The Chocolates

Vicente Cabrera Funes

 Translated from the Spanish by Stacey Parker Aronson

He sets off at five o’clock on Saturday afternoon to look for meat, not where his mother usually shops, at the butcher shop where Chivo’s wife works, but at Benita’s, Antonio’s wife, with her gentle, lamblike face, it’s that the woman has the look of someone who didn’t get a good night’s sleep and peers at you through half-shut eyes, because she only wants to look at the edge of the world and nothing more.

That way he saves twenty cents, and with the change he buys himself chocolates from Chucho’s store.

 And he follows the street toward the neighborhood surrounding the town square, he imagines that by the time he gets there, she’ll have the meat ready, she’ll have already slaughtered the cow, opened it up, cut the intestines, and all the scraps that he saw once with his mother, they knew each other, Benita was a friend who visited his mother’s house frequently.

And how often he used to see her, that woman with rough copper-colored skin, like the skin of cows.

And very happy, on Saturday afternoon he arrives where he should arrive to ask for the pound of meat for dinner, but the lady wasn’t there, her husband explained that she was late in returning from Riopamba because she was looking to find the perfect head, and that “she had just taken the cow to the slaughterhouse,” where she was going to cut the stomach, and the scraps that he could see up close, and with what an anguish his mother would be waiting, and with her the rest of the family, to prepare the dinner, and, without the meat he should have brought, they would eat the little meal: rice with beans and peanut sauce.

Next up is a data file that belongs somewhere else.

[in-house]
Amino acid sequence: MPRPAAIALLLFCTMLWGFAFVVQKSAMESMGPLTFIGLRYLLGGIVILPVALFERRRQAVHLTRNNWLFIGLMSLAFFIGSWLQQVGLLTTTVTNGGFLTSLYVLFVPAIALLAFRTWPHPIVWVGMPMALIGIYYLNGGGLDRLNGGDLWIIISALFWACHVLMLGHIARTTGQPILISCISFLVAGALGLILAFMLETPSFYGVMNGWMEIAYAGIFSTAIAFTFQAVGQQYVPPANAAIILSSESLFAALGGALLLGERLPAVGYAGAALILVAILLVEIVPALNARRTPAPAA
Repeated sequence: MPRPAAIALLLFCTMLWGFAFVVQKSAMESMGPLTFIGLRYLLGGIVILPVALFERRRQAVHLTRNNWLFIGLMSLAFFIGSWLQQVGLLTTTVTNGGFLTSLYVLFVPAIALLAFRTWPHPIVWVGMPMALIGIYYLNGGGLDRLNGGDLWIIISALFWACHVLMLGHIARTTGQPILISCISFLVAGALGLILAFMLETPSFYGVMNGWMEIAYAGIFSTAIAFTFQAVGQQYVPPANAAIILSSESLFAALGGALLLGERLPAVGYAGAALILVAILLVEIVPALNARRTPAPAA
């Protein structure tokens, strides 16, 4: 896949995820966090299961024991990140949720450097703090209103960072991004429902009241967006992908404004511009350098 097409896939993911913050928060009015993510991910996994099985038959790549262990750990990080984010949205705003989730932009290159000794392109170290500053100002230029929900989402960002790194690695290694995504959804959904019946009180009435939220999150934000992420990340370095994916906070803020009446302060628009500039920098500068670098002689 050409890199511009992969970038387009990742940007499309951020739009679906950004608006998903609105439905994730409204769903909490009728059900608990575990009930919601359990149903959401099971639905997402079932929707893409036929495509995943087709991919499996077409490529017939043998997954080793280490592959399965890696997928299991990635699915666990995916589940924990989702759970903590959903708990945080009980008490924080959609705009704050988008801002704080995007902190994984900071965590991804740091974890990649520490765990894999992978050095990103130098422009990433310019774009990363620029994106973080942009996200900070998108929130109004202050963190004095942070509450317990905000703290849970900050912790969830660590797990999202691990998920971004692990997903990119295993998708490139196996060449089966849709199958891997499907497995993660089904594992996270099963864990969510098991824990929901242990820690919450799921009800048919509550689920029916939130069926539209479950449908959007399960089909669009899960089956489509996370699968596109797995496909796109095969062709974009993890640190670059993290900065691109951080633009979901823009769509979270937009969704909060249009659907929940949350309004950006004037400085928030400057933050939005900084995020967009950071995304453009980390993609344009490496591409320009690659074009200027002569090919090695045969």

And Benita didn’t finish until 7:00 at night, and she said:

“Now, then, my little Gustavo, I am going to give you an extra portion for free. You see?”

And she gave him the coveted and hoped for pound of meat, he paid her just what he had in his pocket 4.80. His mother had given him just what he needed, 5 sucres.

No one at home knew why this child had been held up until nine o’clock, when everyone else had gone to bed early in order to attend the four o’clock morning mass.

She said to her husband:

“He’s home. And what are you going to do?”

“Leave the little shit alone. To hell with him. Let him go to bed hungry. But go, go see what his excuse is this time.”

His mother went to Gustavo’s room. Gustavo looked at her with frightened eyes, waiting to get chewed out, get a punishment like that he couldn’t go with them to Grandma’s at three on Sunday, like they always did: for the pork fries and Grandpa’s pineapple juice.

He felt as though he had done wrong, but not because it was his fault but because it was Benita’s and the cow’s, it’s just that:

“Mother, look, Chivo’s wife didn’t have any, so I went to the square, to your friend.”

And he continued explaining and dissuading her from whatever punishment she had in mind, and convincing her that the wait was worth it and it wasn’t completely his fault and her friend—he told her—was quite happy to know that Gustavo’s mother, her friend and namesake, also named Benita, had sent her own son to shop for a fresh quality pound of meat.

And his mother, returned to her husband, but not before stroking Gustavo’s hair, to get him to go to bed:

“We’ve got to go to mass tomorrow morning at 4 o’clock. Go and eat the little plate of food I saved for you.”

Posted: September 11, 2012 at 2:57 am